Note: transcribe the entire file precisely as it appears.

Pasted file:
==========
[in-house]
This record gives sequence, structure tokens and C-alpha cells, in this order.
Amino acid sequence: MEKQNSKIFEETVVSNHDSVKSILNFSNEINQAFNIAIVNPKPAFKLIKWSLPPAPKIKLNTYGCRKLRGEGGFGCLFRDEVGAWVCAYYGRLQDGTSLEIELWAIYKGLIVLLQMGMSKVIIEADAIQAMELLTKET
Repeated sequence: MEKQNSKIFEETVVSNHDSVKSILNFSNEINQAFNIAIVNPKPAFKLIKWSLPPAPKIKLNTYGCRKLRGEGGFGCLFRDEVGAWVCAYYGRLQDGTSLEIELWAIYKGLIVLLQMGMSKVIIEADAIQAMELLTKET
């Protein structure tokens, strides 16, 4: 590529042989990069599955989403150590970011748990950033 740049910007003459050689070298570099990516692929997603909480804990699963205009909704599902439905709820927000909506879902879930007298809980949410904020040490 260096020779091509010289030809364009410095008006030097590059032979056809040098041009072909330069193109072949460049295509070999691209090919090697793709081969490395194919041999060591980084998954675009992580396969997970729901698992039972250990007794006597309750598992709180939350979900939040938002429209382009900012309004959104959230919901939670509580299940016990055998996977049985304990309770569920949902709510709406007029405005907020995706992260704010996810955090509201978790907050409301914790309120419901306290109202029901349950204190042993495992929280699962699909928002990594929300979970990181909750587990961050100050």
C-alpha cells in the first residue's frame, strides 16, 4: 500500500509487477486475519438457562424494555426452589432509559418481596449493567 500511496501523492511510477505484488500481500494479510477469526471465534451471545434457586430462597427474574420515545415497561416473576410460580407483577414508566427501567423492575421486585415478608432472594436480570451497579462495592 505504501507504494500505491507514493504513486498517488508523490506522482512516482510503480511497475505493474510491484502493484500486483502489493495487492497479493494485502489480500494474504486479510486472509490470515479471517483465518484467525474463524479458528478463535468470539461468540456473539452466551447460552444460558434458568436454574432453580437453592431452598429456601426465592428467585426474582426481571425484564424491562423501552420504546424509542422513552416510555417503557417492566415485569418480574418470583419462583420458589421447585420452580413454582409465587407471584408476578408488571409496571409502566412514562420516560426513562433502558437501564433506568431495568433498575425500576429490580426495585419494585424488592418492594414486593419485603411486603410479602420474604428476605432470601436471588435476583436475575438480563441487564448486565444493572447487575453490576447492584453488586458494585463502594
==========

[in-house]
This record gives sequence, structure tokens and C-alpha cells, in this order.
Amino acid sequence: MEKQNSKIFEETVVSNHDSVKSILNFSNEINQAFNIAIVNPKPAFKLIKWSLPPAPKIKLNTYGCRKLRGEGGFGCLFRDEVGAWVCAYYGRLQDGTSLEIELWAIYKGLIVLLQMGMSKVIIEADAIQAMELLTKET
Repeated sequence: MEKQNSKIFEETVVSNHDSVKSILNFSNEINQAFNIAIVNPKPAFKLIKWSLPPAPKIKLNTYGCRKLRGEGGFGCLFRDEVGAWVCAYYGRLQDGTSLEIELWAIYKGLIVLLQMGMSKVIIEADAIQAMELLTKET
């Protein structure tokens, strides 16, 4: 590529042989990069599955989403150590970011748990950033 740049910007003459050689070298570099990516692929997603909480804990699963205009909704599902439905709820927000909506879902879930007298809980949410904020040490 260096020779091509010289030809364009410095008006030097590059032979056809040098041009072909330069193109072949460049295509070999691209090919090697793709081969490395194919041999060591980084998954675009992580396969997970729901698992039972250990007794006597309750598992709180939350979900939040938002429209382009900012309004959104959230919901939670509580299940016990055998996977049985304990309770569920949902709510709406007029405005907020995706992260704010996810955090509201978790907050409301914790309120419901306290109202029901349950204190042993495992929280699962699909928002990594929300979970990181909750587990961050100050």
C-alpha cells in the first residue's frame, strides 16, 4: 500500500509487477486475519438457562424494555426452589432509559418481596449493567 500511496501523492511510477505484488500481500494479510477469526471465534451471545434457586430462597427474574420515545415497561416473576410460580407483577414508566427501567423492575421486585415478608432472594436480570451497579462495592 505504501507504494500505491507514493504513486498517488508523490506522482512516482510503480511497475505493474510491484502493484500486483502489493495487492497479493494485502489480500494474504486479510486472509490470515479471517483465518484467525474463524479458528478463535468470539461468540456473539452466551447460552444460558434458568436454574432453580437453592431452598429456601426465592428467585426474582426481571425484564424491562423501552420504546424509542422513552416510555417503557417492566415485569418480574418470583419462583420458589421447585420452580413454582409465587407471584408476578408488571409496571409502566412514562420516560426513562433502558437501564433506568431495568433498575425500576429490580426495585419494585424488592418492594414486593419485603411486603410479602420474604428476605432470601436471588435476583436475575438480563441487564448486565444493572447487575453490576447492584453488586458494585463502594